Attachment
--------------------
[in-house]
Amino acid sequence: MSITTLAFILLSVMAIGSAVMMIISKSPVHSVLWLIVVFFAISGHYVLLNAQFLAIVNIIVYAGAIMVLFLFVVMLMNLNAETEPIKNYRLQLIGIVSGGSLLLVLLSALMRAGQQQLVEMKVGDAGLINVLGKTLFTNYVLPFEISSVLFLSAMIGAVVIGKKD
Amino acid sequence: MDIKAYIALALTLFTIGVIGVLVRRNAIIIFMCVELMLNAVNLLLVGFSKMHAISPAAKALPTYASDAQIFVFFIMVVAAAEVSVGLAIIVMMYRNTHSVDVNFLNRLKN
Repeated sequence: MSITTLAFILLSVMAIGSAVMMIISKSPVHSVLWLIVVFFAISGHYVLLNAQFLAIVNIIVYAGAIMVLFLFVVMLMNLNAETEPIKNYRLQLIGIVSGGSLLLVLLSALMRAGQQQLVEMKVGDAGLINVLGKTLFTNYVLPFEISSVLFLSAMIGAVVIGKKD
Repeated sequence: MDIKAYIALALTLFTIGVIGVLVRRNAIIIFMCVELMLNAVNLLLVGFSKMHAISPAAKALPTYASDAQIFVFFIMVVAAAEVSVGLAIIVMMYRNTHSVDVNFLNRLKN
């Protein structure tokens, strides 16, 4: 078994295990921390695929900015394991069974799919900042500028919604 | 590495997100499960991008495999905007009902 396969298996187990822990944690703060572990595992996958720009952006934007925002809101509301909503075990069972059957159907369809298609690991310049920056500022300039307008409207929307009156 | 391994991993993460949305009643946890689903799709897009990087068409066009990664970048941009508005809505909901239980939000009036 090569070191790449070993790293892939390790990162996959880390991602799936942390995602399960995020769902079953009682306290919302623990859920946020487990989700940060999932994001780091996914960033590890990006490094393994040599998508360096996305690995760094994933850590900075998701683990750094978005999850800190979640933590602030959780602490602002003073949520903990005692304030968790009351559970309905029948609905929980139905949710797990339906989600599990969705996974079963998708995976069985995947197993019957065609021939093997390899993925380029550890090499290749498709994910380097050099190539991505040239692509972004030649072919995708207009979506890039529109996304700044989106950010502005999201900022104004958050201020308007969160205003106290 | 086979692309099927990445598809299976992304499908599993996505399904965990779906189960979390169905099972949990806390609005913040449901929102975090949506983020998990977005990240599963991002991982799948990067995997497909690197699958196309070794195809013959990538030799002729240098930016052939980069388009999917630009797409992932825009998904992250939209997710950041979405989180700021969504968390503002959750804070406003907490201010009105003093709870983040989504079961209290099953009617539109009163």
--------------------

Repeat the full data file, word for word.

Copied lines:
[in-house]
Amino acid sequence: MSITTLAFILLSVMAIGSAVMMIISKSPVHSVLWLIVVFFAISGHYVLLNAQFLAIVNIIVYAGAIMVLFLFVVMLMNLNAETEPIKNYRLQLIGIVSGGSLLLVLLSALMRAGQQQLVEMKVGDAGLINVLGKTLFTNYVLPFEISSVLFLSAMIGAVVIGKKD
Amino acid sequence: MDIKAYIALALTLFTIGVIGVLVRRNAIIIFMCVELMLNAVNLLLVGFSKMHAISPAAKALPTYASDAQIFVFFIMVVAAAEVSVGLAIIVMMYRNTHSVDVNFLNRLKN
Repeated sequence: MSITTLAFILLSVMAIGSAVMMIISKSPVHSVLWLIVVFFAISGHYVLLNAQFLAIVNIIVYAGAIMVLFLFVVMLMNLNAETEPIKNYRLQLIGIVSGGSLLLVLLSALMRAGQQQLVEMKVGDAGLINVLGKTLFTNYVLPFEISSVLFLSAMIGAVVIGKKD
Repeated sequence: MDIKAYIALALTLFTIGVIGVLVRRNAIIIFMCVELMLNAVNLLLVGFSKMHAISPAAKALPTYASDAQIFVFFIMVVAAAEVSVGLAIIVMMYRNTHSVDVNFLNRLKN
């Protein structure tokens, strides 16, 4: 078994295990921390695929900015394991069974799919900042500028919604 | 590495997100499960991008495999905007009902 396969298996187990822990944690703060572990595992996958720009952006934007925002809101509301909503075990069972059957159907369809298609690991310049920056500022300039307008409207929307009156 | 391994991993993460949305009643946890689903799709897009990087068409066009990664970048941009508005809505909901239980939000009036 090569070191790449070993790293892939390790990162996959880390991602799936942390995602399960995020769902079953009682306290919302623990859920946020487990989700940060999932994001780091996914960033590890990006490094393994040599998508360096996305690995760094994933850590900075998701683990750094978005999850800190979640933590602030959780602490602002003073949520903990005692304030968790009351559970309905029948609905929980139905949710797990339906989600599990969705996974079963998708995976069985995947197993019957065609021939093997390899993925380029550890090499290749498709994910380097050099190539991505040239692509972004030649072919995708207009979506890039529109996304700044989106950010502005999201900022104004958050201020308007969160205003106290 | 086979692309099927990445598809299976992304499908599993996505399904965990779906189960979390169905099972949990806390609005913040449901929102975090949506983020998990977005990240599963991002991982799948990067995997497909690197699958196309070794195809013959990538030799002729240098930016052939980069388009999917630009797409992932825009998904992250939209997710950041979405989180700021969504968390503002959750804070406003907490201010009105003093709870983040989504079961209290099953009617539109009163």